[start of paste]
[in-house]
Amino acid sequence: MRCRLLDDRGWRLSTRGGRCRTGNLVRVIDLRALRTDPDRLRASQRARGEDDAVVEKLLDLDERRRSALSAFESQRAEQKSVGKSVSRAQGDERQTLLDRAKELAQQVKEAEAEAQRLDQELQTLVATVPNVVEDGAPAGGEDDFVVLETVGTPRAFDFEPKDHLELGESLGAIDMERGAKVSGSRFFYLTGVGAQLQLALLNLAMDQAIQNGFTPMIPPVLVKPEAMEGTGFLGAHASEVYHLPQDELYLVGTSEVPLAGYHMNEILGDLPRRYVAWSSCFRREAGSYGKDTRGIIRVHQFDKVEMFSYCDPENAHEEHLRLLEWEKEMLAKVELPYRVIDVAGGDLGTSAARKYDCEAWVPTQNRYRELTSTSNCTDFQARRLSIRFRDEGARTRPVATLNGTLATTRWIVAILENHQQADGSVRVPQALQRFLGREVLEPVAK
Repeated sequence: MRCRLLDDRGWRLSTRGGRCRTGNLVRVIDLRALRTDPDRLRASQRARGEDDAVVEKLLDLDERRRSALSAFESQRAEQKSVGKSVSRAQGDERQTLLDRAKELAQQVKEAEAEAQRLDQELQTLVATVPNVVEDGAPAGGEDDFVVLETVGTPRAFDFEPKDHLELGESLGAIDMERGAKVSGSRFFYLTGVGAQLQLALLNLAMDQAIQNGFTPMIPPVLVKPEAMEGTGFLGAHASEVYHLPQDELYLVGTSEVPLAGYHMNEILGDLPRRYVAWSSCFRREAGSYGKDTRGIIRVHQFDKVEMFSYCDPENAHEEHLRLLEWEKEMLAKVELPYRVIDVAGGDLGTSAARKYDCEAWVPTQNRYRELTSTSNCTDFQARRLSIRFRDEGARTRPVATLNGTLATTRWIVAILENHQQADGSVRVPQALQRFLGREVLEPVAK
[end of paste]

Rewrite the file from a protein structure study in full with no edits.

[in-house]
Amino acid sequence: MRCRLLDDRGWRLSTRGGRCRTGNLVRVIDLRALRTDPDRLRASQRARGEDDAVVEKLLDLDERRRSALSAFESQRAEQKSVGKSVSRAQGDERQTLLDRAKELAQQVKEAEAEAQRLDQELQTLVATVPNVVEDGAPAGGEDDFVVLETVGTPRAFDFEPKDHLELGESLGAIDMERGAKVSGSRFFYLTGVGAQLQLALLNLAMDQAIQNGFTPMIPPVLVKPEAMEGTGFLGAHASEVYHLPQDELYLVGTSEVPLAGYHMNEILGDLPRRYVAWSSCFRREAGSYGKDTRGIIRVHQFDKVEMFSYCDPENAHEEHLRLLEWEKEMLAKVELPYRVIDVAGGDLGTSAARKYDCEAWVPTQNRYRELTSTSNCTDFQARRLSIRFRDEGARTRPVATLNGTLATTRWIVAILENHQQADGSVRVPQALQRFLGREVLEPVAK
Repeated sequence: MRCRLLDDRGWRLSTRGGRCRTGNLVRVIDLRALRTDPDRLRASQRARGEDDAVVEKLLDLDERRRSALSAFESQRAEQKSVGKSVSRAQGDERQTLLDRAKELAQQVKEAEAEAQRLDQELQTLVATVPNVVEDGAPAGGEDDFVVLETVGTPRAFDFEPKDHLELGESLGAIDMERGAKVSGSRFFYLTGVGAQLQLALLNLAMDQAIQNGFTPMIPPVLVKPEAMEGTGFLGAHASEVYHLPQDELYLVGTSEVPLAGYHMNEILGDLPRRYVAWSSCFRREAGSYGKDTRGIIRVHQFDKVEMFSYCDPENAHEEHLRLLEWEKEMLAKVELPYRVIDVAGGDLGTSAARKYDCEAWVPTQNRYRELTSTSNCTDFQARRLSIRFRDEGARTRPVATLNGTLATTRWIVAILENHQQADGSVRVPQALQRFLGREVLEPVAK